S.Sudan says to quit border zone, seeks end to clashes
By Yara Bayoumy
JUBA (Reuters) - South Sudan has told the United Nations it will pull all police out of a disputed region on its border with Sudan and is committed to halting all fighting with its northern neighbour, but Khartoum declared a state of emergency in some border areas.
The conflicting developments on Sunday raised questions whether United Nations and African Union appeals for an end to more than three weeks of border clashes between Sudan and South Sudan would bear fruit and avert full-blown war in the oil-producing region.
South Sudan, which gained independence from Sudan nine months ago under a 2005 settlement, told the United Nations it planned to withdraw all police from the Abyei region, according to a letter from Juba's mission to the world body.
The letter, dated April 28 and seen by Reuters on Sunday, also said South Sudan was committed to an "immediate cessation of all hostilities" - after the African Union ordered both parties to stop fighting. The pan-African body has given the rivals a three-month ultimatum to hammer out a deal.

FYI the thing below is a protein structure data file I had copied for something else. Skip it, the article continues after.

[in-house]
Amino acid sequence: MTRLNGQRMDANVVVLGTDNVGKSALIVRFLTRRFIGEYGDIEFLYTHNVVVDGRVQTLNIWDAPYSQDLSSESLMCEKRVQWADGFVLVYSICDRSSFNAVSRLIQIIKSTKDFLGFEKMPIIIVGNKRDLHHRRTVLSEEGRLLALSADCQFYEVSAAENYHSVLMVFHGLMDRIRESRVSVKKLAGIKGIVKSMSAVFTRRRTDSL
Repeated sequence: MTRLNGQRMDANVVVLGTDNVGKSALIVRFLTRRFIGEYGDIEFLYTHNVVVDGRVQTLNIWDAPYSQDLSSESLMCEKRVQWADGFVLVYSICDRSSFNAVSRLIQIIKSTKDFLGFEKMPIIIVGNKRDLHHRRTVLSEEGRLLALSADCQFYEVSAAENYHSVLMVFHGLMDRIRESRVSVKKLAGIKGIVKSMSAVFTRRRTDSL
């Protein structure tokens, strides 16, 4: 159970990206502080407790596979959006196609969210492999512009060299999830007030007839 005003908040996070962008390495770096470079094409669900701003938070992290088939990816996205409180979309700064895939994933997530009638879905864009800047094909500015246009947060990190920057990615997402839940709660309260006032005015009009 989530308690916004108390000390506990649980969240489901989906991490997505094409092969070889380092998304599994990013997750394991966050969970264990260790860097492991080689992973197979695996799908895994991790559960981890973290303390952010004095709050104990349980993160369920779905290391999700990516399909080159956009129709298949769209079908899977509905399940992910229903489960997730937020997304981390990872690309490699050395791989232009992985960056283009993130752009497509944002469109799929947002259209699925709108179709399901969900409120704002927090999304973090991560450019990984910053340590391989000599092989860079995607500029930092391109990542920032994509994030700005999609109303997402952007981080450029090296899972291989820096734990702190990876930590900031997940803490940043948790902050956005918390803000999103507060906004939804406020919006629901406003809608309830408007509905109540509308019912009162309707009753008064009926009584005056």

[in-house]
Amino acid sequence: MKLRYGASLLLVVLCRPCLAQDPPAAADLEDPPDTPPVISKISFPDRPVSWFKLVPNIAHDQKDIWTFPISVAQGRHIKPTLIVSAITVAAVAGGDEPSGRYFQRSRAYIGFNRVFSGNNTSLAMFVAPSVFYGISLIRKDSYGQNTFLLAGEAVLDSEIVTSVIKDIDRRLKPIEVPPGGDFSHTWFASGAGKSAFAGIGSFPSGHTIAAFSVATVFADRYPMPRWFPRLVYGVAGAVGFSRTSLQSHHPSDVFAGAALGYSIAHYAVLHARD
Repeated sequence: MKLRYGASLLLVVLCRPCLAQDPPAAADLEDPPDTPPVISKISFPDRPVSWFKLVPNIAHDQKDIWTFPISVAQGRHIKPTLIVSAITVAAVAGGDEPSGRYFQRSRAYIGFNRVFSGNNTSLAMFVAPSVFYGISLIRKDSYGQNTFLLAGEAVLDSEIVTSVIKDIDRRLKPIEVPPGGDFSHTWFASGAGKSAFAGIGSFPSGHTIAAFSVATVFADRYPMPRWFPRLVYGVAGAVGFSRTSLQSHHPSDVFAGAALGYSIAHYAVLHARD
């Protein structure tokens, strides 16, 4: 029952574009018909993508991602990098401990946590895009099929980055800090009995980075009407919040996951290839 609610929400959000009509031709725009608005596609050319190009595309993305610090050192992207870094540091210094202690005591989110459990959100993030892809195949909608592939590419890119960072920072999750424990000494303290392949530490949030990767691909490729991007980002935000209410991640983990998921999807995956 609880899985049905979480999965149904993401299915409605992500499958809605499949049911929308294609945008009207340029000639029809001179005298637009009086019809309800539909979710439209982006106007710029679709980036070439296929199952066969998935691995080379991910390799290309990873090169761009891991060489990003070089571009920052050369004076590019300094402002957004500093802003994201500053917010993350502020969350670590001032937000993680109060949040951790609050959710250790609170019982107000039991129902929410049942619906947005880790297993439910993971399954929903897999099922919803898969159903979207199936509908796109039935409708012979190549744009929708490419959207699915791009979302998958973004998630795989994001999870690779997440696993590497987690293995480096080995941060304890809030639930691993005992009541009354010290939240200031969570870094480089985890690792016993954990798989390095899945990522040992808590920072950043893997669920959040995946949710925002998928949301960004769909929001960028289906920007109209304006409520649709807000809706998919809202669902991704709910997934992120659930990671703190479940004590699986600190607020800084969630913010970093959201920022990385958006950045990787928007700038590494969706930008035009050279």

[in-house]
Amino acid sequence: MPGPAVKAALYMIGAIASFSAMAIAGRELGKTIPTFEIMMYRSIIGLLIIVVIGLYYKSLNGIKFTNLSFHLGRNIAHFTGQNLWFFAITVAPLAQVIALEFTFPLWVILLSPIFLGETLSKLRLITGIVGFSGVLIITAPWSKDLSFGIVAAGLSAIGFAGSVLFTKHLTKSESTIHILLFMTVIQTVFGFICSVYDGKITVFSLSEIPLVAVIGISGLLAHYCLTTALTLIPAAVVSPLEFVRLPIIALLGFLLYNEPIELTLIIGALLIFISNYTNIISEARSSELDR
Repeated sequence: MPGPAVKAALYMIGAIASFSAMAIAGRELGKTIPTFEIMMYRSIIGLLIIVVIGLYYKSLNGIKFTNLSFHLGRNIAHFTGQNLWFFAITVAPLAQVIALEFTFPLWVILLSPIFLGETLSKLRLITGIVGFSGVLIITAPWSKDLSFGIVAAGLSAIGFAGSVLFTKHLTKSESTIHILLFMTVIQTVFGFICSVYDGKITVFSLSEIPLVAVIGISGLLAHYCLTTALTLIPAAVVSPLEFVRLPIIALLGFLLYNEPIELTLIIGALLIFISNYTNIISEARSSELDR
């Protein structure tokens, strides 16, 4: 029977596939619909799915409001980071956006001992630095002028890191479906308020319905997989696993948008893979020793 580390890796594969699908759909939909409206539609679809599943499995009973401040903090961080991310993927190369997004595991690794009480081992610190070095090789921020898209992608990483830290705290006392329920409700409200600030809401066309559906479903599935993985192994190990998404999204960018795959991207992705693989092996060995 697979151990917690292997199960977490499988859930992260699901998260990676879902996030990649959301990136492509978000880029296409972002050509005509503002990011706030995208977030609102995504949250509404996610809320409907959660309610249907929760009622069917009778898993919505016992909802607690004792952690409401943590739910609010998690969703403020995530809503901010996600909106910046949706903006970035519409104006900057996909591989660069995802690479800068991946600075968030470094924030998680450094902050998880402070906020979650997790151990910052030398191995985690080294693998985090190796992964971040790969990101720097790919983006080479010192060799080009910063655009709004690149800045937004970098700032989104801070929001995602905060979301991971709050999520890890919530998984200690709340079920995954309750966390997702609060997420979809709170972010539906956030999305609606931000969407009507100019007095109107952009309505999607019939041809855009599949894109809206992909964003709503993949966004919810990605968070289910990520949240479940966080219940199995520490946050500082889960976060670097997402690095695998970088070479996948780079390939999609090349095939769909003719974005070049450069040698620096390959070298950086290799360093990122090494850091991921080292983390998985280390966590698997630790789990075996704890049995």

The decision to withdraw from Abyei was taken at a cabinet meeting chaired by southern President Salva Kiir on Saturday.
"All of these acts of peace are being done to reaffirm and demonstrate with concrete measures my government's true commitment to finding a peaceful solution to the outstanding matters with the Republic of Sudan," said the letter.
But in Khartoum, Sudanese President Omar Hassan al-Bashir declared a state of emergency in some areas of South Kordofan, White Nile and Sinnar provinces bordering South Sudan, the state-linked Sudanese Media Center (SMC) said on its website. It gave no further details.
The areas have witnessed clashes recently between the Sudanese army and the SPLM-north, a militia group that wants to topple Sudanese President Omar Hassan al-Bashir and whom Khartoum accuses Juba of supporting. Continued...